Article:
Missouri firefighters dispatched to battle Western wildfires

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JEFFERSON CITY - Mid-Missouri firefighters are among a group of about 120 volunteers helping battle the ongoing wildfires in California, Oregon, Washington, Montana and Idaho.

Jody Eberly is the fire program manager at the Mark Twain National Forest and said the total number of volunteers dispatched through the Missouri-Iowa Coordination Center varies from day to day.

"You're always having people come home and get sent out," Eberly said.

The Missouri Department of Conservation partnered with the Missouri-Iowa Coordination Center to help provide volunteers to battle the wildfires.

Ben Webster is the fire program supervisor at the MDC and is waiting for the center to dispatch his crew.

"I'm part of the next crew that's supposed to go," Webster said. 

Eberly said Missouri firefighters are expected to work at least 14 days that last anywhere from 12 to 16 hours at a time.

"We have firefighters who are out doing the fire line instruction," Eberly said. "We also have people who are out there managing some of the aviation resources like the helicopter and who are working in the base camps to provide the food and shelter and showers for the firefighters."

Gale Blomenkamp is the assistant chief for the Boone County Fire District and said the firefighters experience harsh conditions on the job.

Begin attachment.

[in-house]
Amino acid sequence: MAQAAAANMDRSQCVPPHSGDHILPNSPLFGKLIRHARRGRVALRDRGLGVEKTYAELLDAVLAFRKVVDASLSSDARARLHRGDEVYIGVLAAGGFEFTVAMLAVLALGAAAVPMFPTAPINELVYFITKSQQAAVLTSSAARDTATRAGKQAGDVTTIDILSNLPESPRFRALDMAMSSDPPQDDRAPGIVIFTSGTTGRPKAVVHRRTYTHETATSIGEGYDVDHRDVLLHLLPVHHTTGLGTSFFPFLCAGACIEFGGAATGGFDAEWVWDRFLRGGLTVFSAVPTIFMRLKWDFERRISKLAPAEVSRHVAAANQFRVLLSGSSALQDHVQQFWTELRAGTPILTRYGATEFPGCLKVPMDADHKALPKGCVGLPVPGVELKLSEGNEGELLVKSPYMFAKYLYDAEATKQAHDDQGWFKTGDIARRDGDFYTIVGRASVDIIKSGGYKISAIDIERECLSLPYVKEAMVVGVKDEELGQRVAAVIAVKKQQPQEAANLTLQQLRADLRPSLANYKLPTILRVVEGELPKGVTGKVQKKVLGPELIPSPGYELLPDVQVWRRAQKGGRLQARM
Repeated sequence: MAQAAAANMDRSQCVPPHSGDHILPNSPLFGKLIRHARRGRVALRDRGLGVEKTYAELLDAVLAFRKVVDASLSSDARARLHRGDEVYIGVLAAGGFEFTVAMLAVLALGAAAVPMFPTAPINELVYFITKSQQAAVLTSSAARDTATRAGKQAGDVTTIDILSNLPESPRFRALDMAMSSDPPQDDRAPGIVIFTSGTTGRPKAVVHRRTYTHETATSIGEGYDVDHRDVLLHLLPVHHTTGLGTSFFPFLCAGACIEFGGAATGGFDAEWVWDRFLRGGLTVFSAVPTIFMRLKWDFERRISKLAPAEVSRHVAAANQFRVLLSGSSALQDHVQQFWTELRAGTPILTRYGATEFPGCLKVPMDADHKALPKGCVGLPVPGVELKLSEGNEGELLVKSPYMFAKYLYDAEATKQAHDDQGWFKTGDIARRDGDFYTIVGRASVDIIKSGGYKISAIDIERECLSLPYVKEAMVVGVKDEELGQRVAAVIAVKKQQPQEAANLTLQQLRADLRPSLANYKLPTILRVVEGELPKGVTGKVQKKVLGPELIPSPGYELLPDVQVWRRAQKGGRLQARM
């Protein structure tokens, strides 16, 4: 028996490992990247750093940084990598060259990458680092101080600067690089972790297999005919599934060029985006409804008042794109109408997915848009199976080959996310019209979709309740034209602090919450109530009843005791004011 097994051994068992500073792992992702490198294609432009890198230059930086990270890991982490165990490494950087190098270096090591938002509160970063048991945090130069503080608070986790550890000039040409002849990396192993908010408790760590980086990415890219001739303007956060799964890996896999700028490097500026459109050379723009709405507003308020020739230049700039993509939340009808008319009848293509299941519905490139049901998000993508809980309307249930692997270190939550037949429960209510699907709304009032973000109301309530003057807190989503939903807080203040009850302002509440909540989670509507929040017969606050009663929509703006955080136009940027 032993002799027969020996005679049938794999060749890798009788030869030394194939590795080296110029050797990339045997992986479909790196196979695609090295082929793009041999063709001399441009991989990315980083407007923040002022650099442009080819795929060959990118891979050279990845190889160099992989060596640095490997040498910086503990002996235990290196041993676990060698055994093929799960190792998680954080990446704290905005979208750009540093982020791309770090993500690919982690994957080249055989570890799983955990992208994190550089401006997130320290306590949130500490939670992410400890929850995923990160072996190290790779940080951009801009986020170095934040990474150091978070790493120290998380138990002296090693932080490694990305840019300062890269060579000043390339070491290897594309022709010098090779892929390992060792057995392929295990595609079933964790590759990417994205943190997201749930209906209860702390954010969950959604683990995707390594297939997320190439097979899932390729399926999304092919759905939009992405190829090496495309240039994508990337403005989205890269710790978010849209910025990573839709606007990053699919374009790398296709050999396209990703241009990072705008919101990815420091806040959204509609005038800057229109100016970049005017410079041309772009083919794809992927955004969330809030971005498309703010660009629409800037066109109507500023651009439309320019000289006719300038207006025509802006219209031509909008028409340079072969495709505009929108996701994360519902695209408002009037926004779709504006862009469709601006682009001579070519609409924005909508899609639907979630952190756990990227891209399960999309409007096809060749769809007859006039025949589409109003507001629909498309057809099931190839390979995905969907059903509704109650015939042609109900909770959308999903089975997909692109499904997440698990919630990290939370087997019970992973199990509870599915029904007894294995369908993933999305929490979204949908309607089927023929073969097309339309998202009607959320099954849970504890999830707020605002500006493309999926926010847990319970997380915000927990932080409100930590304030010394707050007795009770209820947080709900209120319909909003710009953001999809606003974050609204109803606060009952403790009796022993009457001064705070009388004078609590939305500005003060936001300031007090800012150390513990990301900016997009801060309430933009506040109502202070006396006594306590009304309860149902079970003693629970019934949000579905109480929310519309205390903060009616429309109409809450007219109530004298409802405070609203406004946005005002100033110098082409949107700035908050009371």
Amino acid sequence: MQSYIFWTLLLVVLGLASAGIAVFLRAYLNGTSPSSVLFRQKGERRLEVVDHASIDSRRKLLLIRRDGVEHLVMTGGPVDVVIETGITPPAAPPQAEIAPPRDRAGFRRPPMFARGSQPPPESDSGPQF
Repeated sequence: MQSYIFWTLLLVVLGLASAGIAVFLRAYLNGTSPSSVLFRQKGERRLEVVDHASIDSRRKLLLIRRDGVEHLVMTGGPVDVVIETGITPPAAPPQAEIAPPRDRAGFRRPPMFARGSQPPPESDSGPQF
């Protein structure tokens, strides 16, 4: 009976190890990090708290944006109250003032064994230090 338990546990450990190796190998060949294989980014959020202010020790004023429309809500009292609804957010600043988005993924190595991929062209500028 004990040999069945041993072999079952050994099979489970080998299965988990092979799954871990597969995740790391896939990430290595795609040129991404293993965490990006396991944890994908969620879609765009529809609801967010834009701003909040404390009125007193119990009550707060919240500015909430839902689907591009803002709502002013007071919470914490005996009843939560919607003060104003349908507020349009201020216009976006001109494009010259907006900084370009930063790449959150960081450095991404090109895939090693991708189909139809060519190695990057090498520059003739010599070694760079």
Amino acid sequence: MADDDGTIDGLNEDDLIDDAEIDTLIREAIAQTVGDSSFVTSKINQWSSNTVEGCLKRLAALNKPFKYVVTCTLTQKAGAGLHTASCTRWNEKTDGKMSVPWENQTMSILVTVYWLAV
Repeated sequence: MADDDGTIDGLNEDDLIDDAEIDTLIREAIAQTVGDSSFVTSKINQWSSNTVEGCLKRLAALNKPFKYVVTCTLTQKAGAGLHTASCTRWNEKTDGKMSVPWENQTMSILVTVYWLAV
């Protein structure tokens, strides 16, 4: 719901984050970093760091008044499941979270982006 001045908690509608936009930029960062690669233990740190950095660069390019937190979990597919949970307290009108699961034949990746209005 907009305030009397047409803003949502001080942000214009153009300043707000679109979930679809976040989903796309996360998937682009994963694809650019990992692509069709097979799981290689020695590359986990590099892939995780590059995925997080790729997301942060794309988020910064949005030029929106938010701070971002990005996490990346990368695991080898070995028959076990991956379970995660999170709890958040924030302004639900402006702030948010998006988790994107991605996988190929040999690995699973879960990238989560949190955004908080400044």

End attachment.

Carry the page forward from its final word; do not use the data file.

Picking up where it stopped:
"When you start battling in wildfire that is running several miles in a day, it can grow from 20,000 to 60,000 acres in a 24 hour period," Blomenkamp said. "A lot of homes are threatened. A lot of roads are closed. It's a very dangerous, very dynamic situation for firefighters."

Eberly said fire conditions in the west are much different than that of Missouri.

"The guys were out on the line can be out in very hot, dry, dirty, smoky conditions," Eberly said. "A lot of times they are at a higher altitude than we are used to working at in Missouri, so it can be dangerous and exhausting work."

Western states have a different fire season than Missouri, which allows the coordination center to send Missouri firefighters to help battle the blazes.

"Missouri's fire seasons are in the spring before the leaves pop out, and then in the fall when our leaves fall off the trees or on the ground," Eberly said. "That's our fuel, the Missouri leaves. Normally we don't have fires in the summer because the humidity is so high."

In addition to the different seasons, Webster said weather plays a large role in the wildfires.

"What we deal with most is all these fires are caused by lightning," Webster said. "Here in Missouri when we have a thunderstorm go through, and we see lightning, we have the moisture that comes with it.The majority of these fires are caused by what we call dry lightning. The west coast experiences lightning storms and they don't have the rain that follows it."

The Missouri-Iowa Coordination Center will welcome home one of its dispatched crews Monday.